After WoW, I took a break - most of a year. The next MMO I played in was Champions Online, in large part because I had been hearing good things about it and I am a big fan of superhero-type things. Champions Online (or CO) is based in a setting created in a tabletop RPG - the Champions game. So most of the signature heroes are unfamiliar to mainstream comic readers; even I had little idea of who or what the named character were. CO's graphical style is very comic-oriented; the characters look like they just leapt off of the pages of a comic book, which was an interesting change after playing WoW. Now, while CO is currently free-to-play, and has only a limited amount of set archetypes that free-to-play users can use when creating characters, when I joined character creation was still very customizable.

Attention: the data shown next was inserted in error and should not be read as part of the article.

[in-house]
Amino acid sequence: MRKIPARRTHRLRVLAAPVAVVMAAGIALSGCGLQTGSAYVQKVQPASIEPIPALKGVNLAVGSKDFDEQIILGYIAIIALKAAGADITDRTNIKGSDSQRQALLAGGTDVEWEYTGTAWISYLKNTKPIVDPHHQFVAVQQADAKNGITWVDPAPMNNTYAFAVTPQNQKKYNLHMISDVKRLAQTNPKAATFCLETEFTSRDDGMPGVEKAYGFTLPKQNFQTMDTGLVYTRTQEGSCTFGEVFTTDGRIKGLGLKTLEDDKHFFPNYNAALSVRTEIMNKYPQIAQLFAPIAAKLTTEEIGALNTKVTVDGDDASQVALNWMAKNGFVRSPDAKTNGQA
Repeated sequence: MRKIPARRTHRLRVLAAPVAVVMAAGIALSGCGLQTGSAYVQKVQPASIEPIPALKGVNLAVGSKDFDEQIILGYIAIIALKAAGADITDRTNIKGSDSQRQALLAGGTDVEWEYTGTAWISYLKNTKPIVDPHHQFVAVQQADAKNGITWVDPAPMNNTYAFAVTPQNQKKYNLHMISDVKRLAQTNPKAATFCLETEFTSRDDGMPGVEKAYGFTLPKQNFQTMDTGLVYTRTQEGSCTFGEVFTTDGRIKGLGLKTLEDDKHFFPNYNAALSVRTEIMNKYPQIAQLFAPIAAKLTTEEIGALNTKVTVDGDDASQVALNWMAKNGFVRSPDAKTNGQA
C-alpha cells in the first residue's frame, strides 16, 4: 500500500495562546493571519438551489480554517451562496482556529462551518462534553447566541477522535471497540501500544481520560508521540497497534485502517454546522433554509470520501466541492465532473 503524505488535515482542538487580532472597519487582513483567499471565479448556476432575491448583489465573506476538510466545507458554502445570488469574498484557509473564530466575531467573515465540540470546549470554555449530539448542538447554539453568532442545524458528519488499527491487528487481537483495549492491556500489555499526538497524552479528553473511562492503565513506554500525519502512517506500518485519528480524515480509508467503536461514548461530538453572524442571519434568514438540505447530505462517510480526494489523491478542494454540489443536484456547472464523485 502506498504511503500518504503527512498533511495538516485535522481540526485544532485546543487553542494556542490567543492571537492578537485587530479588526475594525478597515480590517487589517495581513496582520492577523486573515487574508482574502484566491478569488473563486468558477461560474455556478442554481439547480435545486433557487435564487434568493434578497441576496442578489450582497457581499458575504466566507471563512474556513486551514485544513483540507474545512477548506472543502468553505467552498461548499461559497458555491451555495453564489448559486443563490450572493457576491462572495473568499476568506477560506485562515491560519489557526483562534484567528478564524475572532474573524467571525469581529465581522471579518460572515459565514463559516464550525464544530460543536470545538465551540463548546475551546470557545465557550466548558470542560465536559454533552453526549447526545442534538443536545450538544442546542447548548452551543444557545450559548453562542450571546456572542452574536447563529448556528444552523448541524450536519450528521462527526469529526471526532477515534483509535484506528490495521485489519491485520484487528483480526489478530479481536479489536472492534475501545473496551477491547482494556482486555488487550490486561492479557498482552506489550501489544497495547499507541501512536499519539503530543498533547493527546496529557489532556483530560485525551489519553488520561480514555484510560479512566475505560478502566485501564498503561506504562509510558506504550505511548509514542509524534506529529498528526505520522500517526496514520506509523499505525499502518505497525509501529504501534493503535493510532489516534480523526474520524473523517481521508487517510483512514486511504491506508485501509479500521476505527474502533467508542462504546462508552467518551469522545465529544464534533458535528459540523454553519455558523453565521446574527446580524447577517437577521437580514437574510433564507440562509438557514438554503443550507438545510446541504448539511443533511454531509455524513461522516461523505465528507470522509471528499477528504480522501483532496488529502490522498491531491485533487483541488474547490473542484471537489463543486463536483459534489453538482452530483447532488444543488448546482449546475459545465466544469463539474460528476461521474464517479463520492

One of the biggest things I noticed about CO was that you basically designed your character's look (for a large part of the game) in character creation. Costume, body armor, body shape, even whether your character looked human, animalistic, or alien, you determined all this stuff in creation. There was no big worry with having to find the right dropped equipment to clothe your character so that you didn't look like a jester, as happened in WoW; you could add or change your character's costume later, as some options for clothing only became available through play, but for the most part, the way your character looked in creation was how you wanted it to look and how it would stay. I am a big fan of things like this in MMOs; part of what I want in a character is to look cool and thematic, not like I just assembled my outfit by picking up random things out of a Goodwill container. You could even change some really small, and yet important, details - you could have energy blasts come from your head instead of your hands, or you could change the color or look of your projectile attacks; you could make a character that looked like a gorilla walk and run like a gorilla rather than a regular human. All of these little details made it feel like you had a great deal of control over your character, and that the game was empowering you to do what you wanted.